There is a multi-volume historical dictionary of American slang?!?!?!

I think I am in love…

Oh boy!!

I had no idea that there was such a thing as a multi-volume work titled, Random House Historical Dictionary Slang and that it is so dense it requires multiple volumes, oh boy!!! To quote Rachel Maddow, “It’s the best new thing in the world today.” Here, I am reblogging from the original source Portland Mercury‘s Blogtown, “Selections from My Random House Historical Dictionary of American Slang” written by the (lucky) Courtney Ferguson

My two favorite books in the world are Random House Historical Dictionary of American Slang, Volume I, A-G and Volume II, H-Oby J.E. Lighter. They are hideously expensive and ludicrously funny. I love them. And the world might not see the final volumes in print ever because of some royalty issues, plus they each cost $80, so y’know they cost a lot of money to print. So out of the kindness of my heart, I’d like to share my pricy educational smut with Blogtown. This week’s slang is brought to you by the letter “A.”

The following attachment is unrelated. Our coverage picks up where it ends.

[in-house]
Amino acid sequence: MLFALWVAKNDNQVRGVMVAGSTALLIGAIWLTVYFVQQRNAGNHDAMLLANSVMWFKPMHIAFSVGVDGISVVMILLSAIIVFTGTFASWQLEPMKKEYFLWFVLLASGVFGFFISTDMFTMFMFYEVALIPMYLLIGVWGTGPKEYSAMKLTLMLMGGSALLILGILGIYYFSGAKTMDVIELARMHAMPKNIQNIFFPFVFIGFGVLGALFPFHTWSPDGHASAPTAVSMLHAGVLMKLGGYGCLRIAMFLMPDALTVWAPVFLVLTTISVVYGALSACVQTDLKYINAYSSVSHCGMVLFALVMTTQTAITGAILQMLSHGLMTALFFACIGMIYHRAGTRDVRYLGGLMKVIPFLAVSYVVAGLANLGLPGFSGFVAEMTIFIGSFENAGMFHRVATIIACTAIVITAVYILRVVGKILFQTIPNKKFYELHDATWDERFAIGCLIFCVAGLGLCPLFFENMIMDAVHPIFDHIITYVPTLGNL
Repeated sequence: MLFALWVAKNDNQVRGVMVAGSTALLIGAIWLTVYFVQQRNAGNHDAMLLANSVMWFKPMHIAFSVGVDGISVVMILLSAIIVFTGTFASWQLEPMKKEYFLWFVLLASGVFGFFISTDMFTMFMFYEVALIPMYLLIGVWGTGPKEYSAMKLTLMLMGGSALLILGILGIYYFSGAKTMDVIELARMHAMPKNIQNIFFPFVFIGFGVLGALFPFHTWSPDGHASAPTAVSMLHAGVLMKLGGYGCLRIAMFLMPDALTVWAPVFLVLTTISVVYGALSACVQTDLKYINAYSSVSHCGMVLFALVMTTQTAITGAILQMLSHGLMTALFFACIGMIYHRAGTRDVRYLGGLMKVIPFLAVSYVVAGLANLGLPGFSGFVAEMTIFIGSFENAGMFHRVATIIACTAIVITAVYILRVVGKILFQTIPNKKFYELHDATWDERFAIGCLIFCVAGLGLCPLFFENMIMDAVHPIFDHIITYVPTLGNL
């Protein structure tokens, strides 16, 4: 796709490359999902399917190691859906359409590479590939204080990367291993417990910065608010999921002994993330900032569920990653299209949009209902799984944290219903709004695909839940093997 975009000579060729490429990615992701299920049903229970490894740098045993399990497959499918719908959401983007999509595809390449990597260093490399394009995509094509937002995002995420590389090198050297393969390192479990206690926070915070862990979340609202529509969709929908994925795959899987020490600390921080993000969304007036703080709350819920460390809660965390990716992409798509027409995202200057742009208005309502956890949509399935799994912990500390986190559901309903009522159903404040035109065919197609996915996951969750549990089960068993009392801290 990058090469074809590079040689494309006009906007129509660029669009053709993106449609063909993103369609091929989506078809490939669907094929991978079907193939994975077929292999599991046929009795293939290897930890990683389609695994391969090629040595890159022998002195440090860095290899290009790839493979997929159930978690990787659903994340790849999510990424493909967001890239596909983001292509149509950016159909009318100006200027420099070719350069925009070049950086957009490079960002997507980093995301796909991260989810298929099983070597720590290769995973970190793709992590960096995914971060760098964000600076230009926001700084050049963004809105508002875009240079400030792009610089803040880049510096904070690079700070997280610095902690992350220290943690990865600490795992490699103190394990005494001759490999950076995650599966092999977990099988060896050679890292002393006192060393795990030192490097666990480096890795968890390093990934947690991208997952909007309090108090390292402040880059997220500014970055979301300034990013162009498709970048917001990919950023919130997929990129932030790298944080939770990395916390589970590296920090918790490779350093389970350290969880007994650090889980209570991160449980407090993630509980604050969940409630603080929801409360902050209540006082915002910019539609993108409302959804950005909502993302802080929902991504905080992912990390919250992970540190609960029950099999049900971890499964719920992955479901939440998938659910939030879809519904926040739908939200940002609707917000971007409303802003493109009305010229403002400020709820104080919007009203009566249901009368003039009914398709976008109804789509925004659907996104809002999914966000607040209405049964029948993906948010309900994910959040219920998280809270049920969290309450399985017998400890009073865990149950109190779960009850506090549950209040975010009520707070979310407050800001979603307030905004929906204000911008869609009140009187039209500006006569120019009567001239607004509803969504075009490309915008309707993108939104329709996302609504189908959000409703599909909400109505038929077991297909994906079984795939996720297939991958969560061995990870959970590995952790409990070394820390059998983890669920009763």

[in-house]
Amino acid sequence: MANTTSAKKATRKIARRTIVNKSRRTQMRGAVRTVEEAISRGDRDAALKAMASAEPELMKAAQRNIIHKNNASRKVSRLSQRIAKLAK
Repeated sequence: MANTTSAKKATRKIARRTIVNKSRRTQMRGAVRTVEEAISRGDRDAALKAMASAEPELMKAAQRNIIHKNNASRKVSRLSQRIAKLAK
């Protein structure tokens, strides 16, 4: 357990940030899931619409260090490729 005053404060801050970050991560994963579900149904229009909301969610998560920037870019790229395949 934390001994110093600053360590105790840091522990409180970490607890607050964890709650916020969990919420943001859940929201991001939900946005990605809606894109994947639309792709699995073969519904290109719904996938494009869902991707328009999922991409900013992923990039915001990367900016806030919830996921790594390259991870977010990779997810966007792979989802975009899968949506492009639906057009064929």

absquattle v. [shortening and alter. of absquatulate] to abscond or depart.
1842: “So Governor Dorr has run away again—fairly absquattled—sword and all.” 1848: “Let’s licker one more round and then absquattle.”

break out into assholes to become thoroughly terrified—used derisively—usu. considered vulgar.
1978: “But if we catch you again you better not run the same shit on us, cause if you do, we’ll make both your faces break out into assholes.” 1979: “Was he scared? Man, he broke out into assholes and shit himself to death.” 1982: Rock jargon for being real scared, real terrified.

avocados n pl. a woman’s breasts.
1932: “How’s that for a shape? Looka them avocados!”

Courtney Ferguson…I need more!!! Please, come on stop teasing!!!!

Oh man, I haven’t wanted a book so bad since Larousse Gastronomique!

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